Okay, here are my top seven books for those who want to understand the book of Revelation
#7: Timothy Beale, The Book of Revelation: A Biography.
Terrific insights into how John’s apocalypse has shaped much of history! This is a fun and readable exercise in reception-history. Beale shows how Revelation has inspired also sorts of apocalyptic fantasies and expectations. Beale starts out with a discussion of hexakosioihexekontahexaphobia, which fear of the number 666. He also notes debates over the canonicity of Revelation in the early church and how many feminists think the language of patriarchy and violence renders it irredeemable. Beale regards Revelation much like Frankenstein’s monster: “John’s text of Revelation is not only like Shelley’s novel; it is also like the novel’s monster, just as John is also like the monster’s creator, Dr. Frankenstein. For, as we will see, the text of Revelation is not so much born from the mind of its creator as it is stitched together from pieces of other texts and then animated, given a life of its own” (9).
#6: David Aune, Revelation (Word Biblical Commentary).
Great commentary, esp. on the Greco-Roman background to Revelation. Aune knows his sources and in this massive three-volume collection it shows.
#5: Craig Koester, Revelation (Anchor Bible).
My go-to commentary these days, very solid and sober. Even better than Greg Beale’s excellent commentary in the NIGTC series. Koester is terrific at commentary writing, I hope he does Gospel of John in the AB series.
In this landmark commentary, Craig R. Koester offers a comprehensive look at a powerful and controversial early Christian text, the book of Revelation. Originally written for Christian communities in Asia Minor, Revelation depicts scenes of cosmic conflict in which God, the creator of the world, overcomes the forces of destruction and makes all things new. This often misunderstood portion of the New Testament repeatedly surprises readers by warning that judgment is imminent, only to interrupt the visions of terror with messages of hope and redemption. Koester provides richly textured descriptions of the book’s setting and language, making extensive use of Greek and Latin inscriptions, classical texts, and ancient Jewish writings, including the Dead Sea Scrolls. While Revelation has often been viewed as world-negating, this commentary focuses on its deep engagement with social, religious, and economic issues. It also addresses the book’s volatile history of interpretation and its cultural impact over the centuries. The result is a groundbreaking study that provides powerful insights and sets new directions for the continued appreciation of this visionary religious text.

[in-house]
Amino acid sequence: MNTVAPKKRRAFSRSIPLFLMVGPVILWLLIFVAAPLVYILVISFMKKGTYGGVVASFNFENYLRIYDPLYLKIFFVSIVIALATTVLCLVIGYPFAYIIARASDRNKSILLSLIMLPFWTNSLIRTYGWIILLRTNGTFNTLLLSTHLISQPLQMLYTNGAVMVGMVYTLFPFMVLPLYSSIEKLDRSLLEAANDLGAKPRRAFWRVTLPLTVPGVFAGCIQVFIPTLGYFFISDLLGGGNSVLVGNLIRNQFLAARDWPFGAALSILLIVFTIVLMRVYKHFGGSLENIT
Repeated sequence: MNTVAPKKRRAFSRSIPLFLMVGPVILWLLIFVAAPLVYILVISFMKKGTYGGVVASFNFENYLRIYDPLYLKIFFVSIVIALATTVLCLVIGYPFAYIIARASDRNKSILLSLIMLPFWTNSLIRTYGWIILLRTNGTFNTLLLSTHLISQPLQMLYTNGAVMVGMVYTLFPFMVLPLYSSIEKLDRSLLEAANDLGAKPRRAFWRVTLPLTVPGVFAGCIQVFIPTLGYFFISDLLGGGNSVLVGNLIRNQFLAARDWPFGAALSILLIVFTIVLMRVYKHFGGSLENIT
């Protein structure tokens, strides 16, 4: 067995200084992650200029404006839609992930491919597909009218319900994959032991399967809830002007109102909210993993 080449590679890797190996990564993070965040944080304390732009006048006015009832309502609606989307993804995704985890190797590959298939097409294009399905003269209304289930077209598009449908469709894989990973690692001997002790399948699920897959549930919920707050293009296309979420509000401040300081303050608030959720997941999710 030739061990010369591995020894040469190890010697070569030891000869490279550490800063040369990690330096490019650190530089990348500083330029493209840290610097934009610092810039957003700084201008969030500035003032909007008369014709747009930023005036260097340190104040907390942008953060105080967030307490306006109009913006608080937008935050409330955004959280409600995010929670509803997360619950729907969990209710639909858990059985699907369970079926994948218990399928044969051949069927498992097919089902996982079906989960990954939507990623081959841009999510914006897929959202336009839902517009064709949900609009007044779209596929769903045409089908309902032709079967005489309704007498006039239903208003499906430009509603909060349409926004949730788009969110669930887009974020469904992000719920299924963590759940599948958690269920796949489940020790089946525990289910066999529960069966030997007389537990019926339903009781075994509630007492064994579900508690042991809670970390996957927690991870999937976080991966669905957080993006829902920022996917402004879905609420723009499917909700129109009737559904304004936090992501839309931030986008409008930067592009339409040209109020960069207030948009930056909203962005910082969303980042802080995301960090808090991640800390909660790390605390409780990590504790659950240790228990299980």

#4: David deSilva, Unholy Allegiances.
This is a great book for showing people that Revelation is not about what they think it is about.
Amid the fervor of popular apocalyptic "end-time" speculation, David deSilva invites readers to encounter Revelation as a word written to seven real congregations living under the shadow of the Roman empire. He shows how John "lifts the veil" from the public story by which Rome promotes the legitimacy and benefits of its rule, calling his readers to withdraw from participating in the systems that perpetuate exploitation, violent suppression of the truth, and lies about the nature of human empire. John is seen to invite his seven congregations, and, through them, us, to discover a radical obedience to the One true God and that God's vision for authentic and life-giving human community.
#3: Craig Koester (ed.), The Oxford Handbook of the Book of Revelation
This is probably the best reference resource on Revelation. Don’t expect to be able to afford to buy it.
The Book of Revelation holds a special fascination for both scholars and the general public. The book has generated widely differing interpretations, yet Revelation has surprisingly not been the focus of many single-volume reference works. The Oxford Handbook of the Book of Revelation fills a need in the study of this controversial book. Thirty essays by leading scholars from around the world orient readers to the major currents in the study of Revelation. Divided into five sections-Literary Features, Social Setting, Theology and Ethics, History of Reception and Influence, and Currents in Interpretation-the essays identify the major lines of interpretation that have shaped discussion of these topics, and then work through the aspects of those topics that are most significant and hold greatest promise for future research.
# 2: Steve Price, Rituals and Power and Steven Friesen, Imperial Cults and the Apocalypse of John.
This is a two-way tie about two books which are very important for mapping the significance of emperor worship as the background to the Book of Revelation.
#1: Richard Bauckham, Theology of the Book of Revelation.
This book is very short but a terrific summary of the theology of Revelation. I continue to be amazed at how excellent this book is! Love this quote from the book:
Revelation offers not an esoteric and encoded forecast of historical events but rather a theocentric vision of the coming of God’s universal kingdom, contextualised in the late first-century world dominated by Roman power and ideology. It calls on Christians to confront the political idolatries of the time to participate in God’s purpose of gathering all the nations into his kingdom. Once Revelation is properly grounded in its original context it is seen to transcend that context and speak to the contemporary church.– Richard Bauckham.
What about you, anything you’d switch in or switch out from this list?